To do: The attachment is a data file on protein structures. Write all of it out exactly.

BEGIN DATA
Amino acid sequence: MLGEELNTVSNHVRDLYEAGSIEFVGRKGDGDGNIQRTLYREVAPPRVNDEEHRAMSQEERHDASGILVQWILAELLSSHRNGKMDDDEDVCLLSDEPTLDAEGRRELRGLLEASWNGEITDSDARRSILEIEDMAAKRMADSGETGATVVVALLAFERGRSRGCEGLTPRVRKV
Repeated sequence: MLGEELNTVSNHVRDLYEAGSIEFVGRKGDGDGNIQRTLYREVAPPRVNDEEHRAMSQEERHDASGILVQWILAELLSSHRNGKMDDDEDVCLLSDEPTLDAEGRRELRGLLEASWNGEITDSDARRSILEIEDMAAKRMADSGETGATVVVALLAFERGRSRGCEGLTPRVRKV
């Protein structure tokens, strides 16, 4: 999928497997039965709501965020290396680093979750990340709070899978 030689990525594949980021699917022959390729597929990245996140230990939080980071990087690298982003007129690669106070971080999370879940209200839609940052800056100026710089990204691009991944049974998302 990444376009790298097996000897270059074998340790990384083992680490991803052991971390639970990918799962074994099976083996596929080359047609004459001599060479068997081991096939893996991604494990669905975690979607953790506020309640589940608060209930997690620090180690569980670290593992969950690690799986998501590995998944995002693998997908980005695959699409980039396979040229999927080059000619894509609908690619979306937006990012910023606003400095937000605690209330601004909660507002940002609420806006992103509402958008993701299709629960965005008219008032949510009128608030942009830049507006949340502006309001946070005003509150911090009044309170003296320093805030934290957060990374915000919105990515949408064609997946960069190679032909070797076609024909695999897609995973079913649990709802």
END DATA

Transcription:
Amino acid sequence: MLGEELNTVSNHVRDLYEAGSIEFVGRKGDGDGNIQRTLYREVAPPRVNDEEHRAMSQEERHDASGILVQWILAELLSSHRNGKMDDDEDVCLLSDEPTLDAEGRRELRGLLEASWNGEITDSDARRSILEIEDMAAKRMADSGETGATVVVALLAFERGRSRGCEGLTPRVRKV
Repeated sequence: MLGEELNTVSNHVRDLYEAGSIEFVGRKGDGDGNIQRTLYREVAPPRVNDEEHRAMSQEERHDASGILVQWILAELLSSHRNGKMDDDEDVCLLSDEPTLDAEGRRELRGLLEASWNGEITDSDARRSILEIEDMAAKRMADSGETGATVVVALLAFERGRSRGCEGLTPRVRKV
């Protein structure tokens, strides 16, 4: 999928497997039965709501965020290396680093979750990340709070899978 030689990525594949980021699917022959390729597929990245996140230990939080980071990087690298982003007129690669106070971080999370879940209200839609940052800056100026710089990204691009991944049974998302 990444376009790298097996000897270059074998340790990384083992680490991803052991971390639970990918799962074994099976083996596929080359047609004459001599060479068997081991096939893996991604494990669905975690979607953790506020309640589940608060209930997690620090180690569980670290593992969950690690799986998501590995998944995002693998997908980005695959699409980039396979040229999927080059000619894509609908690619979306937006990012910023606003400095937000605690209330601004909660507002940002609420806006992103509402958008993701299709629960965005008219008032949510009128608030942009830049507006949340502006309001946070005003509150911090009044309170003296320093805030934290957060990374915000919105990515949408064609997946960069190679032909070797076609024909695999897609995973079913649990709802």